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Donkeys as well as Horses in Pre-Colombian America



Asian ass, Persian onager (Equus hemionus onager), Rostov-on-Don Zoo, IMG 5268 1725.jpg


Where Science Meets the Book of Mormon: Come Follow Me Lesson: April 29 – May 5; Mosiah 4-6


I love King Benjamin’s address. In my opinion, it is one of the greatest sermons ever given on pure Christianity. However, my blogs are not about the theology of the Book of Mormon but, rather, the science — so I will focus on one single verse and one single word in that verse. King Benjamin stated, as recorded in Mosiah 5:14, “And again, doth a man take an ass which belongeth to his neighbor, and keep him? I say unto you, Nay; he will not even suffer that he shall feed among his flocks, but will drive him away, and cast him out. I say unto you, that even so shall it be among you if ye know not the name by which ye are called.”


For some reason, I missed the reference to asses when I wrote my blog back in February about 1 Nephi 18:25: “And it came to pass that we did find upon the land of promise, as we journeyed in the wilderness, that there were beasts in the forests of every kind, both the cow and the ox, and the ass and the horse, and the goat and the wild goat, and all manner of wild animals, which were for the use of men. And we did find all manner of ore, both of gold, and of silver, and of copper.”


Two weeks ago, my blog was about post-Pleistocene, pre-Columbian horses in the Americas. I discussed two sites where Equid assemblages have been found dating to the Book of Mormon era. One was the Shield Trap Cave, Carbon County, Montana, with an assemblage dating from around 3456 BC to 1404 AD. The other was Rancho Carabanchel, México, with an assemblage dating from around 39,000 BC to 1944 AD. Four Equid species were described from the two sites: modern horse species (Equus caballus), an unspecified Equus species, Equus mexicanus, and Equus conversidens.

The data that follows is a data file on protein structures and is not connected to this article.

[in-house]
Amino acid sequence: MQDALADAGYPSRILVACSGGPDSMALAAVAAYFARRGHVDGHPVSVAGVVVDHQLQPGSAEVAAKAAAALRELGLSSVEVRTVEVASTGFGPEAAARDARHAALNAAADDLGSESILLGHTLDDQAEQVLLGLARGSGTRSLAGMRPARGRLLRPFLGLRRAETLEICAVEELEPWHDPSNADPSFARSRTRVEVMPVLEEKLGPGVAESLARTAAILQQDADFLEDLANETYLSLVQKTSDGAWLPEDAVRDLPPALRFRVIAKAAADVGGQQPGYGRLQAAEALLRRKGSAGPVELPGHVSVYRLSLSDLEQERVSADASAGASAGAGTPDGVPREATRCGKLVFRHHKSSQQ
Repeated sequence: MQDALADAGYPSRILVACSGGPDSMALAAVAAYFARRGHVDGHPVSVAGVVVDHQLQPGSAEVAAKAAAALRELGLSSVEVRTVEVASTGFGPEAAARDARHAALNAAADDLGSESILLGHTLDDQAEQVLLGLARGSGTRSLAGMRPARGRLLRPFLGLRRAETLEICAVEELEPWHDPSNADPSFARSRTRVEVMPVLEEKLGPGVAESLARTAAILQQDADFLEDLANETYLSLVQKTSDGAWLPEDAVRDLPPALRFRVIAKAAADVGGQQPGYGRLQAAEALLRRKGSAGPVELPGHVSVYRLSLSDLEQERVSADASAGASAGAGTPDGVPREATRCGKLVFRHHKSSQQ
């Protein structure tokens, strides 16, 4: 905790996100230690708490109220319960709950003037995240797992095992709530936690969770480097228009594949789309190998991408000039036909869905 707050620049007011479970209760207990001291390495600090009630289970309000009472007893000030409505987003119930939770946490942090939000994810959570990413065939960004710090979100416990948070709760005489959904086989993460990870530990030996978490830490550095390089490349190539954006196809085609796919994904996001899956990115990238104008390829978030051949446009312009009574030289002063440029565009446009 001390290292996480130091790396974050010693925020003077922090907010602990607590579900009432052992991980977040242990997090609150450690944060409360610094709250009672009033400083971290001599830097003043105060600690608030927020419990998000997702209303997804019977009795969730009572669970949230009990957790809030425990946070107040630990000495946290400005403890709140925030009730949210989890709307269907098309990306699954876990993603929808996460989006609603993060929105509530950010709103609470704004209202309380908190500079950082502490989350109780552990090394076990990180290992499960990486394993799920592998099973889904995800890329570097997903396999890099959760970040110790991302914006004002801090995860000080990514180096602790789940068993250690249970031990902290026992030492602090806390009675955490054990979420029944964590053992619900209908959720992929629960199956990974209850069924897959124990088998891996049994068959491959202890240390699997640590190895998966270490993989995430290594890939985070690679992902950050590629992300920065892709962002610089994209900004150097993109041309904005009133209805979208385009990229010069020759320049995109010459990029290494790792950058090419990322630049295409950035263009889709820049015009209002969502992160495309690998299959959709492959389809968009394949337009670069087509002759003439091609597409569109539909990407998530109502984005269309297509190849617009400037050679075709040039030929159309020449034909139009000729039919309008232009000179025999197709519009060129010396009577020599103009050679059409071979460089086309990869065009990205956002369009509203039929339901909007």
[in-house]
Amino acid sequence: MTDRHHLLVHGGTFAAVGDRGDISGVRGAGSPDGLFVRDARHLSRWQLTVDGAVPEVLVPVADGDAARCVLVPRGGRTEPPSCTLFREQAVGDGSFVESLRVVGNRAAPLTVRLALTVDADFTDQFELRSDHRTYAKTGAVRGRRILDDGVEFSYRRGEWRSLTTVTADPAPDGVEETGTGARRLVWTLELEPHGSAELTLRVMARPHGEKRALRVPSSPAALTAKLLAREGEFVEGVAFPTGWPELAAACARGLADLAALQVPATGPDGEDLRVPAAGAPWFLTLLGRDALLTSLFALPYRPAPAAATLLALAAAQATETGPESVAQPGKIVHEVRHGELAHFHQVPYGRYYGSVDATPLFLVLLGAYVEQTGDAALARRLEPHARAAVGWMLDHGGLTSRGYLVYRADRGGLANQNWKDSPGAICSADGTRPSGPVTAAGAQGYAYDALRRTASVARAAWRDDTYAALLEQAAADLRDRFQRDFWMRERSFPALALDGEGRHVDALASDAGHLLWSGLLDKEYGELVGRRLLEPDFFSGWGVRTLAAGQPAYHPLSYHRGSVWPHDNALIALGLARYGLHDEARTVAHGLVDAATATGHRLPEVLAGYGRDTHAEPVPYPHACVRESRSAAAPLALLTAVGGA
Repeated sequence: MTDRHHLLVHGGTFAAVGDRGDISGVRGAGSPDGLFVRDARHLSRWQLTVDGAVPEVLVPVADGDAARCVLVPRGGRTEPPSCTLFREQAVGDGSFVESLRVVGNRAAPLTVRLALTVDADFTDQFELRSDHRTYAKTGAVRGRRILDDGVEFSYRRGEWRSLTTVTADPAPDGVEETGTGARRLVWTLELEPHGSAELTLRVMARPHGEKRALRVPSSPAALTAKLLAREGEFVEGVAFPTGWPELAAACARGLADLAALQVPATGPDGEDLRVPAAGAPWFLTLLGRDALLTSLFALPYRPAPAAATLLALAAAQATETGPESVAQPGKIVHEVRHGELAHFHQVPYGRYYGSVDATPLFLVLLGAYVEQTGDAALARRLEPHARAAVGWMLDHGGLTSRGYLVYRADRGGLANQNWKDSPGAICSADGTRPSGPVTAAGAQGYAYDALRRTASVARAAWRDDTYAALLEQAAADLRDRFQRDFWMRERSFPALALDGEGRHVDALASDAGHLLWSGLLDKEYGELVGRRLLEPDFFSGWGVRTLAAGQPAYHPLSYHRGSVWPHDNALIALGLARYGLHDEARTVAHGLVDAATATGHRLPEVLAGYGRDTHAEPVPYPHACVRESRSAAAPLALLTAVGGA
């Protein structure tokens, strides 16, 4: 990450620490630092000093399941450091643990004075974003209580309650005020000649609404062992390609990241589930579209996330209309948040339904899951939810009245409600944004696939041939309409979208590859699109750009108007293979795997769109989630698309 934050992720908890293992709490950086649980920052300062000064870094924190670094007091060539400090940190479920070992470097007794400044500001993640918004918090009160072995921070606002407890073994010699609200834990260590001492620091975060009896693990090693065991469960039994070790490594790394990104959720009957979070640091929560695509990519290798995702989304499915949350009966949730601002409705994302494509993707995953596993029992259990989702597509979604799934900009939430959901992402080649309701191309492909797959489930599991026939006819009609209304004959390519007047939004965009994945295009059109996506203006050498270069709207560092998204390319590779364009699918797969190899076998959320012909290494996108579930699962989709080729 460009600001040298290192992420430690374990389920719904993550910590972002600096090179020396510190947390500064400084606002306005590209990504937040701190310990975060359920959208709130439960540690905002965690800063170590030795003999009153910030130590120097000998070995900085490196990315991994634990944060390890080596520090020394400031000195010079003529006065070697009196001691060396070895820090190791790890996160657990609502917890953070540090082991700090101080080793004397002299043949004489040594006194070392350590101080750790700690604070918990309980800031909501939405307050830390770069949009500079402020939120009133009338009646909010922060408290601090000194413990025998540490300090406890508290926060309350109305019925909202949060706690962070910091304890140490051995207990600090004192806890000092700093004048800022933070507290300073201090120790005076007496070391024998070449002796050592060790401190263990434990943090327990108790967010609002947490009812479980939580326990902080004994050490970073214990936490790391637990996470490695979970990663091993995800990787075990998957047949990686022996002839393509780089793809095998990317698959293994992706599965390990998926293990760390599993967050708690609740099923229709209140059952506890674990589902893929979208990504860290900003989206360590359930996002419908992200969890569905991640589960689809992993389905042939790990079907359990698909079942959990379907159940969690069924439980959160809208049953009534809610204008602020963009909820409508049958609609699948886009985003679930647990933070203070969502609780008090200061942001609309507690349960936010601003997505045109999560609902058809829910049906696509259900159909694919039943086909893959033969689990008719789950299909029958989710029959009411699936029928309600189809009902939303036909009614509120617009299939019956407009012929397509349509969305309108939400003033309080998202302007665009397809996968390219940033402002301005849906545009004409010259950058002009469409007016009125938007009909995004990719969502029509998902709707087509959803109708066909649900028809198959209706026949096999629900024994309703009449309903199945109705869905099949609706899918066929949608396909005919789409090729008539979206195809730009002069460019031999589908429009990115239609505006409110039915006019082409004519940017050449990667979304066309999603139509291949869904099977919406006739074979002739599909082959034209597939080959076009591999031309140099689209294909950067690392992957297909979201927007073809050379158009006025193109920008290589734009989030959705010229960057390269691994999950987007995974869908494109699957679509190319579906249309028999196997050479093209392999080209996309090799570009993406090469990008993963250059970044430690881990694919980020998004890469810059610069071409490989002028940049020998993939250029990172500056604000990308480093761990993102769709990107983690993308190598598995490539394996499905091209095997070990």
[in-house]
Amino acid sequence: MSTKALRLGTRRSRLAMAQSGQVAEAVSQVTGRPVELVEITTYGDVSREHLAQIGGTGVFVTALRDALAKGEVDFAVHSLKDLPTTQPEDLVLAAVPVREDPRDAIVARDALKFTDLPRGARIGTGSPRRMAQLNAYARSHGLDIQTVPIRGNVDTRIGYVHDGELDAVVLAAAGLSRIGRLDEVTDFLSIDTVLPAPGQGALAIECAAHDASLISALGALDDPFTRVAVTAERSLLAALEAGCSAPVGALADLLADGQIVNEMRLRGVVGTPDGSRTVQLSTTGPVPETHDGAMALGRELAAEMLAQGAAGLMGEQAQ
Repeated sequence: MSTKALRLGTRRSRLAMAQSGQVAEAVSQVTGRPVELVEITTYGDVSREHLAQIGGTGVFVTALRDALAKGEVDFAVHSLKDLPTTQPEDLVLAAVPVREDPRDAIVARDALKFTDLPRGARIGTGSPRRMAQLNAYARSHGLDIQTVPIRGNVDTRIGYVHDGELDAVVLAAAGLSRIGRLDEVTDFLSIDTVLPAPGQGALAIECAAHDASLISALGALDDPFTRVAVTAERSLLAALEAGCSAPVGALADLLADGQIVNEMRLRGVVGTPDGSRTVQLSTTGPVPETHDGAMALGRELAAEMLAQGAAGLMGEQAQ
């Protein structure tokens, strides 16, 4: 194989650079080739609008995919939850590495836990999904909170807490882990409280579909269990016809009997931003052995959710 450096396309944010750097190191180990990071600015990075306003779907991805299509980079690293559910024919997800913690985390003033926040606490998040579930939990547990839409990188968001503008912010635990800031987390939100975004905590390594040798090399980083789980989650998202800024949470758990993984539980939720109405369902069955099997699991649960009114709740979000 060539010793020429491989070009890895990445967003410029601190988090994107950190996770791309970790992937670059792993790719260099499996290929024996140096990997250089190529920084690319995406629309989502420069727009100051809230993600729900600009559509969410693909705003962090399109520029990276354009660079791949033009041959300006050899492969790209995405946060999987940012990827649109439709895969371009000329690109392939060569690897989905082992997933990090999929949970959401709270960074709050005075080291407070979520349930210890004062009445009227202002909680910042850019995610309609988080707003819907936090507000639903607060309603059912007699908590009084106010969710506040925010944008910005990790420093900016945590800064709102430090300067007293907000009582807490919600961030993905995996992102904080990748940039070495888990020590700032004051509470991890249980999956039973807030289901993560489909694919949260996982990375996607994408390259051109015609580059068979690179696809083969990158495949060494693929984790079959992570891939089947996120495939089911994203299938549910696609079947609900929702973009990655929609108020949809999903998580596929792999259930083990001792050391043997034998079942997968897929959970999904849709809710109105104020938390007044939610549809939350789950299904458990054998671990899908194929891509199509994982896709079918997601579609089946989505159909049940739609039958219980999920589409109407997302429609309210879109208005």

There was a gap of 580 years between the oldest surface specimens and the youngest sub-surface specimens at Rancho Carabanchel: from 1094 AD to 1674 AD. That gap suggests that even though Equids survived in Mexico until the late eleventh century, they had apparently disappeared by the time Europeans arrived. There is also a gap in the Shield Trap Cave horse deposit of 650 years, from 754 AD to 1404 AD.1 Therefore, it is entirely possible, based on data from those two sites, that at the time Columbus arrived in the Americas, members of the horse family had been extinct here for around 600 years, with one notable exception. The one specimen from the Shield Trap Cave, which showed an age of 1404 AD, was dated by charcoal associated with the bone, and not from the bone itself, thus possibly giving a somewhat incorrect date. However, if that date of 1404 is even somewhat correct, the implication is that horses in Montana didn’t actually go completely extinct, but survived into at least the late pre-Columbian era. None-the-less, that one horse specimen in Montana, as the data suggest, was apparently an extreme rarity. In a recent paper in the journal Science, Taylor et al. stated, “Archaeological and modern North American horses show strong Iberian genetic affinities, with later influx of British sources…Horses rapidly spread from the south into the northern Rockies and central plains by the first half of the 17th century CE, likely through Indigenous exchange networks.”2 So, that one, lone horse in Montana in 1404 was there 650 years after other horses in the area had gone extinct, but 200 years before European horses were introduced. Why Equids, which had spread so successfully in the Americas, died out before European contact remains a complete mystery. 

 

The specimens in the Shield Trap Cave, were identified as modern horse species: Equus caballus, thus confirming that the equivalent of modern horses were here in the Americas (at least in Montana) during Book of Mormon times. The specimens from Mexico, on the other hand, Equus mexicanus and Equus conversidens, have been described as “New World stilt-legged” Equids that resemble Asiatic asses (onagers) rather than horses.3 Therefore, during Book of Mormon times, there were ass-like Equids living at least in Mexico.

 

  

Trent Dee Stephens, PhD

 

References

2.     Taylor, William Timothy Treal, et al., Early dispersal of domestic horses into the Great Plains and northern Rockies, Science 379,1316-1323, 2023

3.     Peter D Heintzman, Peter D., et al., A new genus of horse from Pleistocene North America, eLife 6:e29944; doi.org/10.7554/eLife.29944, 2017; retrieved 21 April 2024

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